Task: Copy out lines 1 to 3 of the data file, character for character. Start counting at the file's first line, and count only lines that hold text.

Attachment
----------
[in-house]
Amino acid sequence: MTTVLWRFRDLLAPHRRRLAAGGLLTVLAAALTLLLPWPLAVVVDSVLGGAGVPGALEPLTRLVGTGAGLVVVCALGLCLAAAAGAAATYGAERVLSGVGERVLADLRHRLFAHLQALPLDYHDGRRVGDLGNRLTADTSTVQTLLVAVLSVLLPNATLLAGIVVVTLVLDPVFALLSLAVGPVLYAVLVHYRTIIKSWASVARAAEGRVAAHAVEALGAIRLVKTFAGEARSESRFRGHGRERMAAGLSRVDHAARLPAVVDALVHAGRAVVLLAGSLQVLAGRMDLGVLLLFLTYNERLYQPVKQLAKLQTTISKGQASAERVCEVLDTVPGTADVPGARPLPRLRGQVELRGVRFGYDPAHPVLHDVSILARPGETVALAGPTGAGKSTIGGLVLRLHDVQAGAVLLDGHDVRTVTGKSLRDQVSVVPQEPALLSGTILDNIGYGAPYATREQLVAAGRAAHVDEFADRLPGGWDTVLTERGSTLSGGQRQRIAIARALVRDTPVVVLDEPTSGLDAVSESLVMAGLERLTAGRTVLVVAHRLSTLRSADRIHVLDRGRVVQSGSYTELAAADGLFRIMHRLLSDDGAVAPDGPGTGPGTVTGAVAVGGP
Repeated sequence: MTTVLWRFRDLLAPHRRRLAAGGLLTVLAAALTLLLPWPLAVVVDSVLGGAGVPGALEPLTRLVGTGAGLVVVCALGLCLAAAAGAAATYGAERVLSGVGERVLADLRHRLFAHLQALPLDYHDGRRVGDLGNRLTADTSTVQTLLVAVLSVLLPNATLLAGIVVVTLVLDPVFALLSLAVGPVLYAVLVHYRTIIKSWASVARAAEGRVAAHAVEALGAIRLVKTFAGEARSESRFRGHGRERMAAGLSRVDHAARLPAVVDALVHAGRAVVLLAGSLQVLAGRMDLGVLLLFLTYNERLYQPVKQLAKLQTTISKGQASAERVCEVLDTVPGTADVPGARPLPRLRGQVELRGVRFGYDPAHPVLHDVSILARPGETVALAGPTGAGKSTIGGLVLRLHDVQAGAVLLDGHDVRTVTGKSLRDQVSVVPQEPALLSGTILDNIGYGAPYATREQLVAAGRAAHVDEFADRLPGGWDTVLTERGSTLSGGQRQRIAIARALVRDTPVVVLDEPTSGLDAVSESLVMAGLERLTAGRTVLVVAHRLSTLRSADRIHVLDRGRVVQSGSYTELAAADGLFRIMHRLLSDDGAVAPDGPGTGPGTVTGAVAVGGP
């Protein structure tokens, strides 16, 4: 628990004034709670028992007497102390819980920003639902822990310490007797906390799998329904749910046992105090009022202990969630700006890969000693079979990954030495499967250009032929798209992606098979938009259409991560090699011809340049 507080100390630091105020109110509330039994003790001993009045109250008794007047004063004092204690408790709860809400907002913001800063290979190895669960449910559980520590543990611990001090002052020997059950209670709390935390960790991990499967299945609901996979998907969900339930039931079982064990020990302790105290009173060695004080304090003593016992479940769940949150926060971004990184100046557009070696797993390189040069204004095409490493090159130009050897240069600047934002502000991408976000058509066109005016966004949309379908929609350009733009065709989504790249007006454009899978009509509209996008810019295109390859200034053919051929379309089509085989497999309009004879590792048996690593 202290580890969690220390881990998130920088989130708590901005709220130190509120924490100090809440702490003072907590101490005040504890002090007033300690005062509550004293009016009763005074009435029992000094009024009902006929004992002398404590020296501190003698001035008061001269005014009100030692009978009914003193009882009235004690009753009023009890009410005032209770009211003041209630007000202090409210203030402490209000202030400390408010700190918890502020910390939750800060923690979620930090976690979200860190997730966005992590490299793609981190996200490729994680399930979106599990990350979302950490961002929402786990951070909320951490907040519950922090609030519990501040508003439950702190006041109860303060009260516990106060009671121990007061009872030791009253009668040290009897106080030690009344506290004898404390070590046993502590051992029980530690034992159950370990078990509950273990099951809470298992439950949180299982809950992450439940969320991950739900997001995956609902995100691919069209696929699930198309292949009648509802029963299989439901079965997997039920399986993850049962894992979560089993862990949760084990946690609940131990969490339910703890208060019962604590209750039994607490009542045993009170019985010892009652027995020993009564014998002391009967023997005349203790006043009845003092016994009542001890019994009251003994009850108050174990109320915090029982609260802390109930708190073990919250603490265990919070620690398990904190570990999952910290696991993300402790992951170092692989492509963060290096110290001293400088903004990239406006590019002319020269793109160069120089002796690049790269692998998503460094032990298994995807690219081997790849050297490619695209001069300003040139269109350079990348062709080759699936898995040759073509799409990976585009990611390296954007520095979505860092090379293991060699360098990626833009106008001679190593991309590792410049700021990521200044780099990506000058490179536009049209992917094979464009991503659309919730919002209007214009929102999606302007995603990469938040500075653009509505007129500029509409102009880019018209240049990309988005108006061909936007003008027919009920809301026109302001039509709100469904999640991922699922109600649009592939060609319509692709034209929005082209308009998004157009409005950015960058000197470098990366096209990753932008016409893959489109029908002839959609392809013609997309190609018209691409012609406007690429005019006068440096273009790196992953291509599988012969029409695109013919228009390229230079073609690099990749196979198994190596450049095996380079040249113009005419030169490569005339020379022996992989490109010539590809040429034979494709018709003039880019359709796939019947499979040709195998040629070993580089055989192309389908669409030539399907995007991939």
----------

[in-house]
Amino acid sequence: MTTVLWRFRDLLAPHRRRLAAGGLLTVLAAALTLLLPWPLAVVVDSVLGGAGVPGALEPLTRLVGTGAGLVVVCALGLCLAAAAGAAATYGAERVLSGVGERVLADLRHRLFAHLQALPLDYHDGRRVGDLGNRLTADTSTVQTLLVAVLSVLLPNATLLAGIVVVTLVLDPVFALLSLAVGPVLYAVLVHYRTIIKSWASVARAAEGRVAAHAVEALGAIRLVKTFAGEARSESRFRGHGRERMAAGLSRVDHAARLPAVVDALVHAGRAVVLLAGSLQVLAGRMDLGVLLLFLTYNERLYQPVKQLAKLQTTISKGQASAERVCEVLDTVPGTADVPGARPLPRLRGQVELRGVRFGYDPAHPVLHDVSILARPGETVALAGPTGAGKSTIGGLVLRLHDVQAGAVLLDGHDVRTVTGKSLRDQVSVVPQEPALLSGTILDNIGYGAPYATREQLVAAGRAAHVDEFADRLPGGWDTVLTERGSTLSGGQRQRIAIARALVRDTPVVVLDEPTSGLDAVSESLVMAGLERLTAGRTVLVVAHRLSTLRSADRIHVLDRGRVVQSGSYTELAAADGLFRIMHRLLSDDGAVAPDGPGTGPGTVTGAVAVGGP
Repeated sequence: MTTVLWRFRDLLAPHRRRLAAGGLLTVLAAALTLLLPWPLAVVVDSVLGGAGVPGALEPLTRLVGTGAGLVVVCALGLCLAAAAGAAATYGAERVLSGVGERVLADLRHRLFAHLQALPLDYHDGRRVGDLGNRLTADTSTVQTLLVAVLSVLLPNATLLAGIVVVTLVLDPVFALLSLAVGPVLYAVLVHYRTIIKSWASVARAAEGRVAAHAVEALGAIRLVKTFAGEARSESRFRGHGRERMAAGLSRVDHAARLPAVVDALVHAGRAVVLLAGSLQVLAGRMDLGVLLLFLTYNERLYQPVKQLAKLQTTISKGQASAERVCEVLDTVPGTADVPGARPLPRLRGQVELRGVRFGYDPAHPVLHDVSILARPGETVALAGPTGAGKSTIGGLVLRLHDVQAGAVLLDGHDVRTVTGKSLRDQVSVVPQEPALLSGTILDNIGYGAPYATREQLVAAGRAAHVDEFADRLPGGWDTVLTERGSTLSGGQRQRIAIARALVRDTPVVVLDEPTSGLDAVSESLVMAGLERLTAGRTVLVVAHRLSTLRSADRIHVLDRGRVVQSGSYTELAAADGLFRIMHRLLSDDGAVAPDGPGTGPGTVTGAVAVGGP